First look Disney+ TV review: The Mysterious Benedict Society
Ivan | On 27, Jun 2021
“Was it always like this? Bad news all the time?” That’s the sound of The Mysterious Benedict Society heading to our TV screens, as Disney+ adapts Trenton Lee Stewart’s book into a TV series. The story follows four orphans who are recruited to a secret boarding school to stop The Emergency – a sinister plot that involves spreading lies and fear subliminally through the media. Children, who are less susceptible to deceit and can more readily see the truth, are the ones chosen to save the day by the mysterious Mr Benedict.
If that sounds like a timely premise for a family adventure, you’d be both right and wrong. Penned in 2017, Stewart’s story is uncannily prescient for the current age, in the way it explores questions of misinformation, division and trust in the media. There’s an unusual echo of conspiracy theorists to Mr Benedict’s confident lack of faith in mainstream media, but the show also highlights the dangers of a small group of people upending public broadcasts for their own nefarious ends – and yet perhaps the biggest surprise of The Mysterious Benedict Society is that it doesn’t acknowledge the resonance of its themes at all.
Instead, it keeps the focus on whimsical adventure and puzzle-solving. That becomes clear from the off, as the young, kind-hearted Reynie (Mystic Inscho) is recruited to take the entry exam for the prestigious Learning Institute for the Very Enlightened. Also taking the tests are George “Sticky” Washington (Emmy DeOliveira), who has an uncannily good memory, practical whizz-kid Kate Wetherall (Seth Carr) and the rebellious Constance Contraire (Marta Timofeeva), and they all find their own ways through the challenges and riddles.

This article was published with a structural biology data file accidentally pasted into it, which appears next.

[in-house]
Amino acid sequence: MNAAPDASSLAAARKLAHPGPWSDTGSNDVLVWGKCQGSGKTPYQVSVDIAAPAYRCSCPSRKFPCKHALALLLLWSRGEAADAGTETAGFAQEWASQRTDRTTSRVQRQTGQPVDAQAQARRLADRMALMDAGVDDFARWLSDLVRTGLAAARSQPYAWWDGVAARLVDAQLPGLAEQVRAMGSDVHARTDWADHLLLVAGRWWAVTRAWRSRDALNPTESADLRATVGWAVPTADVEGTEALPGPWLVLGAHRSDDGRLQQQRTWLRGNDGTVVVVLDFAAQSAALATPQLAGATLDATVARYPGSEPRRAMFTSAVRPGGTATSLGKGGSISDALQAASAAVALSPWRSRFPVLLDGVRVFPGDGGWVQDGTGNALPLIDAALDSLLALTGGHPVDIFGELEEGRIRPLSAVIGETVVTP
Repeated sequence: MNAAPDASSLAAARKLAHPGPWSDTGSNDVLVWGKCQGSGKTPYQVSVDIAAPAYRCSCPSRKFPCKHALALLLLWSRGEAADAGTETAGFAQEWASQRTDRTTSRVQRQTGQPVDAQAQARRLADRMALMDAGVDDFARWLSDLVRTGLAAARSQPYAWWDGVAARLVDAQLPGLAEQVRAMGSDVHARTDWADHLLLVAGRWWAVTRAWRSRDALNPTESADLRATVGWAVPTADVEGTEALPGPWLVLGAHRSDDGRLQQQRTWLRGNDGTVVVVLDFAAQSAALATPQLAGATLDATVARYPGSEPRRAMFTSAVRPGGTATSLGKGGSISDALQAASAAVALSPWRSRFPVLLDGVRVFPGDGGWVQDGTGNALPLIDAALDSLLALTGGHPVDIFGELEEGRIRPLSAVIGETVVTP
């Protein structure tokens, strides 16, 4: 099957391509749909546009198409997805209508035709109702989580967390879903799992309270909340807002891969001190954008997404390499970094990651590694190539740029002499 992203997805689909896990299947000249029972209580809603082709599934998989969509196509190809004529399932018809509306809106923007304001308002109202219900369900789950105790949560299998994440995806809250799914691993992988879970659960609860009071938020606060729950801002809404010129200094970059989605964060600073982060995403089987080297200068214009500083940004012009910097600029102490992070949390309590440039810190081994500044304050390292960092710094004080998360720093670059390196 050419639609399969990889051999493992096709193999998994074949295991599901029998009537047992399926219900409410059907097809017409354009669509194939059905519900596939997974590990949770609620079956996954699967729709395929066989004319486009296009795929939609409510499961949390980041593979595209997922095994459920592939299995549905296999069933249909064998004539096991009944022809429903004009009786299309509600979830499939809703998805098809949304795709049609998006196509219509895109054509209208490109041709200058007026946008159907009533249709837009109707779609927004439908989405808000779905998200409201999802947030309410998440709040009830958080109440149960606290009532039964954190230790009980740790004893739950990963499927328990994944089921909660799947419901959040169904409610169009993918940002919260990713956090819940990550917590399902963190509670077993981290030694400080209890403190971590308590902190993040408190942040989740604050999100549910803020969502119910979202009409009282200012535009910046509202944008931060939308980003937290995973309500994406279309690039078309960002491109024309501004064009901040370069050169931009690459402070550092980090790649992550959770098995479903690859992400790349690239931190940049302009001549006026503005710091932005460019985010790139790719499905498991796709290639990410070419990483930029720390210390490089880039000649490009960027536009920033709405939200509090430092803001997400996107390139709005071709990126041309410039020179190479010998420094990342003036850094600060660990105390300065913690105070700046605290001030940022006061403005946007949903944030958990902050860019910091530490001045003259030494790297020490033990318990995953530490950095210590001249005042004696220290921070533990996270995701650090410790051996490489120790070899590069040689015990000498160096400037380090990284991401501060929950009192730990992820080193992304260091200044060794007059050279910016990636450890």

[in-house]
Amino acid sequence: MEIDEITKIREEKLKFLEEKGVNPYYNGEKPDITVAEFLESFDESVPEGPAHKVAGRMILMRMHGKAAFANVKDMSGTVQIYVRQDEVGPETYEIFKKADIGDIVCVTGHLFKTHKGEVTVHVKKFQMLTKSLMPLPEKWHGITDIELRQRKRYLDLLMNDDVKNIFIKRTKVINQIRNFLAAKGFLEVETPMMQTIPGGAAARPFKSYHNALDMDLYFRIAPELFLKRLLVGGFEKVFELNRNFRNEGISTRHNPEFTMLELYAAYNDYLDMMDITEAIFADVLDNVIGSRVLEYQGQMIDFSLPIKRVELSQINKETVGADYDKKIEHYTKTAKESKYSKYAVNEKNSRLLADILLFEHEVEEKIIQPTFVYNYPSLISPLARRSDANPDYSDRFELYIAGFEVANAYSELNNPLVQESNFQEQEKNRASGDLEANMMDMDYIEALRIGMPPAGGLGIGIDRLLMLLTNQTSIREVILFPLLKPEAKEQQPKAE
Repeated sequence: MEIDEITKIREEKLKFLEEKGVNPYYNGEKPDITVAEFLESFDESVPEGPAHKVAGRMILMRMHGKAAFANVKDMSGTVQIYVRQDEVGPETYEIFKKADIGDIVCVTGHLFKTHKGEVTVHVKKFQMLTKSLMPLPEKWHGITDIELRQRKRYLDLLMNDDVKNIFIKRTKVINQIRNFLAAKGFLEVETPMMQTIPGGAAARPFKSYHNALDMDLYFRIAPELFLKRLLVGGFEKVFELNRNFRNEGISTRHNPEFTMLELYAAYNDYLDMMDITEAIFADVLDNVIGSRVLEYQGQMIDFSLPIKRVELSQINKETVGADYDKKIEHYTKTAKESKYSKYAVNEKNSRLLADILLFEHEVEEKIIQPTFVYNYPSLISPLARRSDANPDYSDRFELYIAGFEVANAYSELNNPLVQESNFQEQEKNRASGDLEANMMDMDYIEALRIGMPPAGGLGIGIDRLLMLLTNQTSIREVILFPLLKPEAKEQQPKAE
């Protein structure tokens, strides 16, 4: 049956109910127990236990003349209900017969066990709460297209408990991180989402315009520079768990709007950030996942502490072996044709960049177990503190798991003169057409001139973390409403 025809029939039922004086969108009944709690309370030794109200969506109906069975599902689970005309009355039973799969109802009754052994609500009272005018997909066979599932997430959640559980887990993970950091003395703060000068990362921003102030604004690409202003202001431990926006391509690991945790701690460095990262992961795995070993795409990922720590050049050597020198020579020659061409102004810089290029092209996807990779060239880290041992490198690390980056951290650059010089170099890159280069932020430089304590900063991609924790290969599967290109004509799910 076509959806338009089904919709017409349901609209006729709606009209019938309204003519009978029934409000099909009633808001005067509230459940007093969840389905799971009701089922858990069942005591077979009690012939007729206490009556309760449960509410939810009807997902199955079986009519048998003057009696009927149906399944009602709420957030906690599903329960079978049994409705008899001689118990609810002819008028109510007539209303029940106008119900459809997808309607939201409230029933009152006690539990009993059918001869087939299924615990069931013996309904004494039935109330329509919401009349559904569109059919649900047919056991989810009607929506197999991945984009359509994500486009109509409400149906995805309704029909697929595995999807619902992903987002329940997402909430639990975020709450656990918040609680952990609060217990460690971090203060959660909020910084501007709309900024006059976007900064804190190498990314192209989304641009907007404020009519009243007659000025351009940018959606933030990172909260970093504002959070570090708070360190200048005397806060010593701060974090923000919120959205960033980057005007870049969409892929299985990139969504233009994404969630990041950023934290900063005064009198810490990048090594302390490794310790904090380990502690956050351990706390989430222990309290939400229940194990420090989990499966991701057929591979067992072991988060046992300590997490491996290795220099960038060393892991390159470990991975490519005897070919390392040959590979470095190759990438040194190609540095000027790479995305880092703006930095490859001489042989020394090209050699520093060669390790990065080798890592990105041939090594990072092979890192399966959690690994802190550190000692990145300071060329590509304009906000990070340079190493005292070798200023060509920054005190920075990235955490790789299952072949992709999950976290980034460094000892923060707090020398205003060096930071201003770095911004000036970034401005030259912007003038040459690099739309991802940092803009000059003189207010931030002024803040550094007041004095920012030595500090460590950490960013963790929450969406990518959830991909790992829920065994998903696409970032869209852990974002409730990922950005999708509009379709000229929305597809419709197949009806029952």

That’s a large part of the fun on offer, as the series shares an unabashed passion for questions that contain the answers hidden within their wording, or tasks that can be unravelled through sheer logic. Mystic Inscho is great as Reynie, who’s given a chance to shine in the brain-teasing department, and he’s supported by a strong cast of young actors who each manage the tricky feat of being eccentric but never irritating or over-the-top. Kristen Schaal, meanwhile, steals scenes as their adult minder, who manages to be both ridiculously silly and almost intimidating, if she wasn’t she amusingly uncertain of the rules she’s tasked with enforcing.
But perhaps the MVP is Tony Hale, who leaves Buster from Arrested Development far behind with his offbeat leader, who has an endearing appreciation of youthful wisdom. He gets a chance to show multiple sides to the role of outsider Professor X-type. “Our society is fragile and so much closer to the breaking point than we’ve ever been,” he warns, ominously. Hale’s performance, along with the rest of the ensemble, help the series’ opening episodes to race through the extended exposition (including a slightly clunky voiceover) and keep you pleasantly diverted from the wider world. Whether the series will ever attempt to solve those problems is yet to be seen.
The Mysterious Benedict Society is available on Disney+ UK, as part of a £7.99 monthly subscription or a £79.99 yearly subscription.